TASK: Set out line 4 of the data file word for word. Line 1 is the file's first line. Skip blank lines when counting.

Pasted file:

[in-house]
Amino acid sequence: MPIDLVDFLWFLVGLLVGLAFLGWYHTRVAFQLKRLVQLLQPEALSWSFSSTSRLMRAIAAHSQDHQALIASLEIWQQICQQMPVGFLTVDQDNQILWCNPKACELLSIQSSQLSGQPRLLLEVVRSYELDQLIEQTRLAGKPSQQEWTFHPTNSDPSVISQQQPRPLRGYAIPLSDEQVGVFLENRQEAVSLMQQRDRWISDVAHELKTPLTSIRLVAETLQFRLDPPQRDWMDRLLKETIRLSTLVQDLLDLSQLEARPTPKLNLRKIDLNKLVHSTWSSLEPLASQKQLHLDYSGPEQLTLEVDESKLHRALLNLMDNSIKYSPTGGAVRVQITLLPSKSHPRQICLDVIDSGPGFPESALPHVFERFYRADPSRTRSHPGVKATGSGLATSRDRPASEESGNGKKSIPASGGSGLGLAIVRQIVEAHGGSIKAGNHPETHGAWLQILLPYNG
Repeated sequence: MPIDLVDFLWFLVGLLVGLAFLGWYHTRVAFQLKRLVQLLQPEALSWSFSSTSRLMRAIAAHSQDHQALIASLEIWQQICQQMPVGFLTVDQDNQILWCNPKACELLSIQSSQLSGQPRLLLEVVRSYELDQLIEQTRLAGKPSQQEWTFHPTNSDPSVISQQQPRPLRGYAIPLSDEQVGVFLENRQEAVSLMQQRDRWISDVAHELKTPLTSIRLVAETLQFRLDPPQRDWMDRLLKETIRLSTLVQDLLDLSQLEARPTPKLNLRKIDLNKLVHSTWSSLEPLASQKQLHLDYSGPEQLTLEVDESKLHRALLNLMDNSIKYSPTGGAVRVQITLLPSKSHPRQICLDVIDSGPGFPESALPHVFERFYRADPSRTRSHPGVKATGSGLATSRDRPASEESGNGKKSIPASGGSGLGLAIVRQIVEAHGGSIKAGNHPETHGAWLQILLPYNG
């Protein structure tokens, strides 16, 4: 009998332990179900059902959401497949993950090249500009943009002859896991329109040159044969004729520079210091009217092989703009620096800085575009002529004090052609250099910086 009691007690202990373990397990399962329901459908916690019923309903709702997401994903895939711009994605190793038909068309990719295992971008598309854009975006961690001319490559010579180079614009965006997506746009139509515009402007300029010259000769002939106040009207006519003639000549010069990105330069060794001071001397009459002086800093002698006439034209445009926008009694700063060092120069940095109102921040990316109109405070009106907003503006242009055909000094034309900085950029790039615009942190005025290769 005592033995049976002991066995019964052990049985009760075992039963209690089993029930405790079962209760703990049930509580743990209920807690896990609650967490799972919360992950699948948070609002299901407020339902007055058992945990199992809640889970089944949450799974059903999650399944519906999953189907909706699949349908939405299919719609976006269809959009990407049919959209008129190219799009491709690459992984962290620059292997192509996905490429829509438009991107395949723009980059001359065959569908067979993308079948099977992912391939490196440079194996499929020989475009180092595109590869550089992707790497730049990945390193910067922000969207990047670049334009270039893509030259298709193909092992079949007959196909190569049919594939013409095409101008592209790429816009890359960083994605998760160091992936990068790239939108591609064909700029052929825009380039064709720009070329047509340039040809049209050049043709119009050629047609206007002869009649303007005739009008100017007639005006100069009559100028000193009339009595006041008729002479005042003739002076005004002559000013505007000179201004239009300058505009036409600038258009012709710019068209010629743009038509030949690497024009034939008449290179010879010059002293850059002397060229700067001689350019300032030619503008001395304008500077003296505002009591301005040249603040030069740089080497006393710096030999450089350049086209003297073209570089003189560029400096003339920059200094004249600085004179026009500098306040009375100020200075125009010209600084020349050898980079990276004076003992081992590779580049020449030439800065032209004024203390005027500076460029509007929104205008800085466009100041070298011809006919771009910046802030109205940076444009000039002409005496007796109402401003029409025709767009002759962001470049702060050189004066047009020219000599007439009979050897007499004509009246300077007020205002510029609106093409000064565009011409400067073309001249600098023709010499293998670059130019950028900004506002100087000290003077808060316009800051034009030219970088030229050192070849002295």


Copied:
């Protein structure tokens, strides 16, 4: 009998332990179900059902959401497949993950090249500009943009002859896991329109040159044969004729520079210091009217092989703009620096800085575009002529004090052609250099910086 009691007690202990373990397990399962329901459908916690019923309903709702997401994903895939711009994605190793038909068309990719295992971008598309854009975006961690001319490559010579180079614009965006997506746009139509515009402007300029010259000769002939106040009207006519003639000549010069990105330069060794001071001397009459002086800093002698006439034209445009926008009694700063060092120069940095109102921040990316109109405070009106907003503006242009055909000094034309900085950029790039615009942190005025290769 005592033995049976002991066995019964052990049985009760075992039963209690089993029930405790079962209760703990049930509580743990209920807690896990609650967490799972919360992950699948948070609002299901407020339902007055058992945990199992809640889970089944949450799974059903999650399944519906999953189907909706699949349908939405299919719609976006269809959009990407049919959209008129190219799009491709690459992984962290620059292997192509996905490429829509438009991107395949723009980059001359065959569908067979993308079948099977992912391939490196440079194996499929020989475009180092595109590869550089992707790497730049990945390193910067922000969207990047670049334009270039893509030259298709193909092992079949007959196909190569049919594939013409095409101008592209790429816009890359960083994605998760160091992936990068790239939108591609064909700029052929825009380039064709720009070329047509340039040809049209050049043709119009050629047609206007002869009649303007005739009008100017007639005006100069009559100028000193009339009595006041008729002479005042003739002076005004002559000013505007000179201004239009300058505009036409600038258009012709710019068209010629743009038509030949690497024009034939008449290179010879010059002293850059002397060229700067001689350019300032030619503008001395304008500077003296505002009591301005040249603040030069740089080497006393710096030999450089350049086209003297073209570089003189560029400096003339920059200094004249600085004179026009500098306040009375100020200075125009010209600084020349050898980079990276004076003992081992590779580049020449030439800065032209004024203390005027500076460029509007929104205008800085466009100041070298011809006919771009910046802030109205940076444009000039002409005496007796109402401003029409025709767009002759962001470049702060050189004066047009020219000599007439009979050897007499004509009246300077007020205002510029609106093409000064565009011409400067073309001249600098023709010499293998670059130019950028900004506002100087000290003077808060316009800051034009030219970088030229050192070849002295």